Presentation and discussion of results

Data from the questionnaires represent the learners’ voices about how they believe ER was beneficial to them. Learners reported in their HL, and I translated the excerpts quoted in this article into English. My observations and information on the learners’ reading logs are presented to provide further insight into how ER had effects on both the cognitive and affective aspect of reading. The three data sets are provided for triangulation.


Through observation, I noted that learners from both research sites were actively engaged in learning and reading-related activities, an indication that they had positive attitudes towards the reading programme. Most of the Grade 3 learners who participated in the programme were enthusiastic about reading and looked forward to the next session. Learners were interested in reading with their friends, and spending time reading and growing together. This enthusiasm cannot be overlooked in an educational setting. It is important for children to learn that reading is a social activity, which can be done anywhere, not just something that teachers make you do only at school, at a particular time. Reinforcing this point, Spaull (2014) states that children must be motivated regularly to view reading as a pleasurable activity.

I noted an improvement on the affective aspect of reading such as motivation and interest in books in both research sites. I also observed enjoyment, excitement, passion, improved confidence, and engagement because of the increased opportunity to read through the ERP. The agency of the learners especially from site B to read and begin their own reading circles was unexpected. Over the 20-week reading intervention, learners from both research sites who regularly attended the reading programme developed from being shy, reserved, and uncertain readers into readers who could try to read what was of interest to them. They began to talk about their reading and responding to books they had read, and the characters they liked and did not like. Each learner’s views were valued, hence each reading session became a platform of growth. These observations of the development of the participants’ agency as readers were neatly summed up in the researcher’s journal.

Reading logs

Research has shown that the number of books read by each learner during a reading programme is important in determining if the reading programme was a success (Day & Bamford 2002). To track the number of books read by each learner, I relied on the participants’ reading logs.

Some learners, who prior to implementation had never read and completed a book, reported to have read and enjoyed at least two books. As shown in Figure 3, data collected from learners who recorded their reading in their reading logs show that over a duration of 20 weeks of the implementation phase, the highest participants read 20 books and the lowest read 2 books in both sites. Based on the increased usage of the books availed, there is evidence that the participants’ reading behaviours changed towards reading for pleasure. The majority of the learners began to read more during each reading session and began to take books home for reading and were able to report back on their reading. By the end of the programme, voluntary reading happened regularly in both research sites.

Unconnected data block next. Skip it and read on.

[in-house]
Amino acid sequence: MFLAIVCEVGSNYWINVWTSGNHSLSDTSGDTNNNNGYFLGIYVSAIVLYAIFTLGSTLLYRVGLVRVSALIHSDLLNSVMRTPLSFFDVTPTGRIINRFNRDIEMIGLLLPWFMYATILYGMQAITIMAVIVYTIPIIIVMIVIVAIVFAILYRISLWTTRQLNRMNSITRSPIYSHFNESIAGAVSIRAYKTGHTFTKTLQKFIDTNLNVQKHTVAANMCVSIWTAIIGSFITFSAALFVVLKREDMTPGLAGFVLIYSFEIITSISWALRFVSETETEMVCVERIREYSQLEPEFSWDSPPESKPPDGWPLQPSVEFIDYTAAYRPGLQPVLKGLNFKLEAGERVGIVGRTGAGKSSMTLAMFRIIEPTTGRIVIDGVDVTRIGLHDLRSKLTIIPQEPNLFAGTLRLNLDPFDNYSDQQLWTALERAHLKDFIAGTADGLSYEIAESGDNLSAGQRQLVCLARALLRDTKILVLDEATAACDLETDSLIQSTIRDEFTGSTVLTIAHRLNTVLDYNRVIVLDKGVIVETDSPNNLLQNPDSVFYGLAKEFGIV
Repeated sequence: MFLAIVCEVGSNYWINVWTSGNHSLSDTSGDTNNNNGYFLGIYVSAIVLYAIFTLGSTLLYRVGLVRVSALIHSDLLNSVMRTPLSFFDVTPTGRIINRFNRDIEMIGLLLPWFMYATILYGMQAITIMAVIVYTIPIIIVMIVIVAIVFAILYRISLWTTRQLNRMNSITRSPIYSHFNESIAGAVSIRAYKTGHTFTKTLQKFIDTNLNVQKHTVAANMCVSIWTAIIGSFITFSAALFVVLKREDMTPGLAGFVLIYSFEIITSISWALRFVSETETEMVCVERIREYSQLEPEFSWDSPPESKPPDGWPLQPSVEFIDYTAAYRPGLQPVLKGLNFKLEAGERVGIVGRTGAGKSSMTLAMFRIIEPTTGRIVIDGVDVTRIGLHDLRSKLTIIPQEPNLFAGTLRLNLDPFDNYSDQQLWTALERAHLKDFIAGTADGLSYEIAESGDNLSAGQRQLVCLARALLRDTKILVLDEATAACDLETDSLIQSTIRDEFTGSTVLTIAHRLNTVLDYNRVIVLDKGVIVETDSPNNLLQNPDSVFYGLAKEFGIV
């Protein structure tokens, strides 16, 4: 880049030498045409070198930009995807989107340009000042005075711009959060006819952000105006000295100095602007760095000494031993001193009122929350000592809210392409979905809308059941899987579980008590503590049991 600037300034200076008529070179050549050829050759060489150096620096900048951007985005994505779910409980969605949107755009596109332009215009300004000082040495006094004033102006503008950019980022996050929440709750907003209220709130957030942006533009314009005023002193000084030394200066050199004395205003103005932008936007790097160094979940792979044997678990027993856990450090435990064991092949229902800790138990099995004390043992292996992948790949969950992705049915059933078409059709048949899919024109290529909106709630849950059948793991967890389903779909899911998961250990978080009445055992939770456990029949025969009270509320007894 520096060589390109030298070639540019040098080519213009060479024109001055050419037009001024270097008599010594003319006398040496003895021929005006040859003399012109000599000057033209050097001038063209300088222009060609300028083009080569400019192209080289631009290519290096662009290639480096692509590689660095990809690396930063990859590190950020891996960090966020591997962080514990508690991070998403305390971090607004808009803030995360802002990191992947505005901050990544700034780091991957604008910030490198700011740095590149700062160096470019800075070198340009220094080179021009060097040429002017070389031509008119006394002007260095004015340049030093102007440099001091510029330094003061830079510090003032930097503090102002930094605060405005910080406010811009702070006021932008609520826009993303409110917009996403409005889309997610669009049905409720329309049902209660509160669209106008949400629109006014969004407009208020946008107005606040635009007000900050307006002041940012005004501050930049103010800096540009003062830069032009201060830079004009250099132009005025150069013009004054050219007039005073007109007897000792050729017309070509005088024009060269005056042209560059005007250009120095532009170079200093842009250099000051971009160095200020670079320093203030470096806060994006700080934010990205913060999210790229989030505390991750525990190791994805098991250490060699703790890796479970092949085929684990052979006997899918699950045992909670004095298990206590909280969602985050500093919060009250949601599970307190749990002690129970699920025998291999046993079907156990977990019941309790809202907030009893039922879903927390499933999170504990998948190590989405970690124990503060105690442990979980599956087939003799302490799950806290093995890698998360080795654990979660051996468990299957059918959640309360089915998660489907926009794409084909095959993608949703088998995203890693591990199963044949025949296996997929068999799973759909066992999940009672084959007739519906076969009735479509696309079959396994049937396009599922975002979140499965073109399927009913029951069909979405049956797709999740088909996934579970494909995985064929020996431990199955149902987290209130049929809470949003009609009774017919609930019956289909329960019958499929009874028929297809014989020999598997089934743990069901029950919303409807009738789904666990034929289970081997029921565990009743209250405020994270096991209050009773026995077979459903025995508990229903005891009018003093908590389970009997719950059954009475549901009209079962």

FIGURE 3: Number of books read by learners.

Evidence from the accession register and the reading logs showed an increase in number of learners borrowing books (Figure 2). The reading log example 1 in Figure 2 shows a learner who read and entered 20 books in her reading log. Morrow and Weinstein’s (1986) study findings show that children read more when there is more material available for them to read.

Allowing learners to borrow books from the programme provided opportunities for learners to read beyond the reading programme. For example, in site A, one learner struggled with reading on her own and I encouraged her to take books home, and read with her parents or siblings, a noteworthy factor in the promotion of reading for enjoyment. I believe that the time learners spent reading with parents offered the parents an opportunity to see what their children were interested in reading. One learner reflected in her journal about how much she enjoyed the story and even enjoyed reading to her siblings and parents. This enhanced her self-esteem and gave her an opportunity to enjoy and bond with her family:

Date: 11 November 2015

Title: Tsepo

Author: Beate Willich

Who was it about? Tsepo.

Dear Beate [addressing the letter to the author], your book was very interesting, it was informative. In the book Tsepo you narrate so well and your illustrations talk about a lot of things. Tsepo did not have so many things but his brother gave him. Your book was very interesting Beate, I even read it for my parents and siblings at home every day. Every evening before they went to bed they asked me to read for them. Thank you.

According to Chambers (2011), everyone enjoys freedom of choice and:

[W]hen we have freedom our set of mind, that is our attitude, tends to be optimistic and positive. We cheerfully become willing readers when following our own instincts and tastes. (p. 31)

I would argue that availing a range of reading texts in this ERP positively influenced learners’ reading attitudes and motivation to read. As shown in their reading logs (Figure 3), learners appreciated that there was a reasonable number of books written in their mother tongue.